Population Statistic: Read. React. Repeat.
Saturday, April 26, 2021

Further evidence that the 20-something MySpace generation has no shame: Disclosing annual salary among friends is now considered practically de rigueur.

For people old enough to remember phone booths, a blunt reference to salary in a social setting still represents the height of bad manners. But for many young professionals, the don’t-ask-don’t-tell etiquette of previous generations seems like a relic.

For them, salary information is now fair game, at least among friends. Many consider it crucial to prosper in an increasingly transient, winner-take-all workplace — regardless of the envy that full disclosure can raise. Besides, when the Internet already offers a cornucopia of personal information, it almost seems coy to keep personal income private.

As Ilana Arazie, 32, an online video producer for a media company in Manhattan, said, “If we can talk about how many orgasms we have with our mate, why can’t we discuss how much we make?”

Well, if you bring orgasms into, okay then.

Actually, I was joking about that “no shame” quip (mostly). I don’t disagree with this sharing concept, simply because it’s a rightly-recognized acknowledgment of modern-day working life:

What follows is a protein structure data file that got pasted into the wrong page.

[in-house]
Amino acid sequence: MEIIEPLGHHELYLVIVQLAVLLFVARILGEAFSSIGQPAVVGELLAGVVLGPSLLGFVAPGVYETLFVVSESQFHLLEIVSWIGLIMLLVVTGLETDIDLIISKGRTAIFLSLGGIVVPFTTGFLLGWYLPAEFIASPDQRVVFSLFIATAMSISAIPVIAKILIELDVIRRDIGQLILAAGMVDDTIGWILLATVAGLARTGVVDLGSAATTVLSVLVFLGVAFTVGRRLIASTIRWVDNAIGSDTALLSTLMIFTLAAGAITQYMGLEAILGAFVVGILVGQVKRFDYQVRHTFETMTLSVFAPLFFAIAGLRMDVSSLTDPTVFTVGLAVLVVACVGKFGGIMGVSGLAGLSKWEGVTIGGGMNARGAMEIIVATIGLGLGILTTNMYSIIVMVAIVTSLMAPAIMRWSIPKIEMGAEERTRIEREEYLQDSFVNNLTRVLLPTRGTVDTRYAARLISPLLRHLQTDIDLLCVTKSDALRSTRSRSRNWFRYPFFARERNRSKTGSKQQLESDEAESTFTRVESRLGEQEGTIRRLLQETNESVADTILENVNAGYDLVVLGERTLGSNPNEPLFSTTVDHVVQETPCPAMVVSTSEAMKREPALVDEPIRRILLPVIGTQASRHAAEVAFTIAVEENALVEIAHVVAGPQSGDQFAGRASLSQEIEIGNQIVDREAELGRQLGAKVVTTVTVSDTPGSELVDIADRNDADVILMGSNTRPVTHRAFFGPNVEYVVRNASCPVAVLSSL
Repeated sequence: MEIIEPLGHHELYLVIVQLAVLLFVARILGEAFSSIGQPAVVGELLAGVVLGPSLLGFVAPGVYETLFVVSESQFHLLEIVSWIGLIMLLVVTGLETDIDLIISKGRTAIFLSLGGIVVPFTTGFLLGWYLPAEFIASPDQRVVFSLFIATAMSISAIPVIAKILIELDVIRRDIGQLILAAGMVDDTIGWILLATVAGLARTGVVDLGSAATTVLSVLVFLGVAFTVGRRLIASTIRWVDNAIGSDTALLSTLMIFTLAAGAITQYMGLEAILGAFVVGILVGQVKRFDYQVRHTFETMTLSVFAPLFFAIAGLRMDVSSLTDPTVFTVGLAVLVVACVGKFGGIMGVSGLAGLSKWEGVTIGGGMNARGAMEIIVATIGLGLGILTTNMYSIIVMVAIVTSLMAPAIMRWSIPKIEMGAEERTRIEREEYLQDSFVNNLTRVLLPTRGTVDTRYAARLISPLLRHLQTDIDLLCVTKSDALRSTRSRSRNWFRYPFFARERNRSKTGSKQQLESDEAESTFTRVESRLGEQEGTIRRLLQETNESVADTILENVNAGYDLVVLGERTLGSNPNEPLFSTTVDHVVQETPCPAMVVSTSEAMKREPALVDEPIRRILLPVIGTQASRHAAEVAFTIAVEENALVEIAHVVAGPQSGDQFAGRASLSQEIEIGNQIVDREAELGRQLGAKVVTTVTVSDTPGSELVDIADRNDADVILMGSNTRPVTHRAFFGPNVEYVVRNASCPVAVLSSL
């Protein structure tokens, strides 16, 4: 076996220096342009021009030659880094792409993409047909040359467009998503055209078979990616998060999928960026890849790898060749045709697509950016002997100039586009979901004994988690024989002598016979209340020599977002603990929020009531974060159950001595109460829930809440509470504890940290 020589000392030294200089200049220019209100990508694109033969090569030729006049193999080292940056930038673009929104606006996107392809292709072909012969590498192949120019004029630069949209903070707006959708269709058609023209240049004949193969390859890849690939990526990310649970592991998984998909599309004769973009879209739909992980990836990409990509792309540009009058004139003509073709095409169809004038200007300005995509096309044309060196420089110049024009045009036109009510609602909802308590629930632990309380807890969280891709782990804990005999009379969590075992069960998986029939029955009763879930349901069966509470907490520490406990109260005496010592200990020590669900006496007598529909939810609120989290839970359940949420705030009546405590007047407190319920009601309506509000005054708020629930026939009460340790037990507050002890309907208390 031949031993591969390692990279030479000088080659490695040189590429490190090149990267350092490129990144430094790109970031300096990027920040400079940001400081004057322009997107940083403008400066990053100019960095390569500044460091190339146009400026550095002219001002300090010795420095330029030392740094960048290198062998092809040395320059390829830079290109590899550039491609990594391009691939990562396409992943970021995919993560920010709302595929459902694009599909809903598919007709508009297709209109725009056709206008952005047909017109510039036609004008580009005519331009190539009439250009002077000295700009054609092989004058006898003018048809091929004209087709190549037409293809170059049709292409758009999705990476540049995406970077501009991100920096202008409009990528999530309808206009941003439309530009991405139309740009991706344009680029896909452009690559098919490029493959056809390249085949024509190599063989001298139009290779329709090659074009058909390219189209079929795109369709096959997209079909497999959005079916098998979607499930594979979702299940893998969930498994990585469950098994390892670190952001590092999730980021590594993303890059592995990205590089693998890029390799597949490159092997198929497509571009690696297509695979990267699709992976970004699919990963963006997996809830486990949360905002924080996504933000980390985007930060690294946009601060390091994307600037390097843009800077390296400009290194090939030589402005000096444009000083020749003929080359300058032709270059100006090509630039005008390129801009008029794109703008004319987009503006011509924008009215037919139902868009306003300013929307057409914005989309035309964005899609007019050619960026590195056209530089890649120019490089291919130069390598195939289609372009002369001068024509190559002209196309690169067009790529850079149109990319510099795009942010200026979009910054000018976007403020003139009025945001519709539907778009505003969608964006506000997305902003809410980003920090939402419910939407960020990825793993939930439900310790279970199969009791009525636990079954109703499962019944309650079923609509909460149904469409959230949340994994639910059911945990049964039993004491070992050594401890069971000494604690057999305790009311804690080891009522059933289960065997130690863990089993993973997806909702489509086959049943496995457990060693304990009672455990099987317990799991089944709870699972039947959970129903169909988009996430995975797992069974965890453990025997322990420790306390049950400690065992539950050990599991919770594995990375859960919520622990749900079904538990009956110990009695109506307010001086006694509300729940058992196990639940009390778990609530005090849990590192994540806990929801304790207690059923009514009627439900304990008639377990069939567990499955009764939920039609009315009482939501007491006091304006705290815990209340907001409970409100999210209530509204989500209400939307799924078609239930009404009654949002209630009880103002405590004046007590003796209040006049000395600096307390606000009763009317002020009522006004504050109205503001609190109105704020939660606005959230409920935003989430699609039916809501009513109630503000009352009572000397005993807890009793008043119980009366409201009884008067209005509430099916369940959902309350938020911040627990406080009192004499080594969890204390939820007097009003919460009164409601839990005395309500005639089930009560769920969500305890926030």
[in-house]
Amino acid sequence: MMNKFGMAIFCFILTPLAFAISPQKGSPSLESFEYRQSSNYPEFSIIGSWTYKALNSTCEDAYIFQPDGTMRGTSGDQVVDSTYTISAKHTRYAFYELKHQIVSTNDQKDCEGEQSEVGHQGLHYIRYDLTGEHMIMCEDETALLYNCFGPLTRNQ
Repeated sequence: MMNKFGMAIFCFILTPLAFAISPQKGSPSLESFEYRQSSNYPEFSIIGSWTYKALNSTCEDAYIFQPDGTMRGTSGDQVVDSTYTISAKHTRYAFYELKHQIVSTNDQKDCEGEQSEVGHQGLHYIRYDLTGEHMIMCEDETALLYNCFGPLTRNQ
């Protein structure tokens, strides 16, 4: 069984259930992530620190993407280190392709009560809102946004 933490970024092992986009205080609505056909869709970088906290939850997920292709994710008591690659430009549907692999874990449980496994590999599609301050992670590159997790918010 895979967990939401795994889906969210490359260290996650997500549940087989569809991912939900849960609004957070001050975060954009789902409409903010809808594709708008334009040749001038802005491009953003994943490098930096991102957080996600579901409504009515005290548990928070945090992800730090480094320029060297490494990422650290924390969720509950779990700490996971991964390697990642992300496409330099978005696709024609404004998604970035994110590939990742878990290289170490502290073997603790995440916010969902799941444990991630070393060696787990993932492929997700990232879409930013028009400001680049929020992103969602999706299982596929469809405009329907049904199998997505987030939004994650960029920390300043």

Robert H. Frank, an economics professor at Cornell, said that an open flow of information is deemed crucial by young professionals who think of themselves as free agents, not company men.

“People move between jobs a lot more now than they used to,” Dr. Frank said. This mobility alone increases the instances that salary might come up among friends.

Indeed, no one should expect to stick around with a single company for their entire career, simply because the companies themselves don’t even tacitly offer that security anymore. I argued 10 years ago about that fundamental shift in American life; we’re all free agents these days, like it or not. So there’s nothing wrong with collaboratively comparing notes, in order to establish a market value among peers.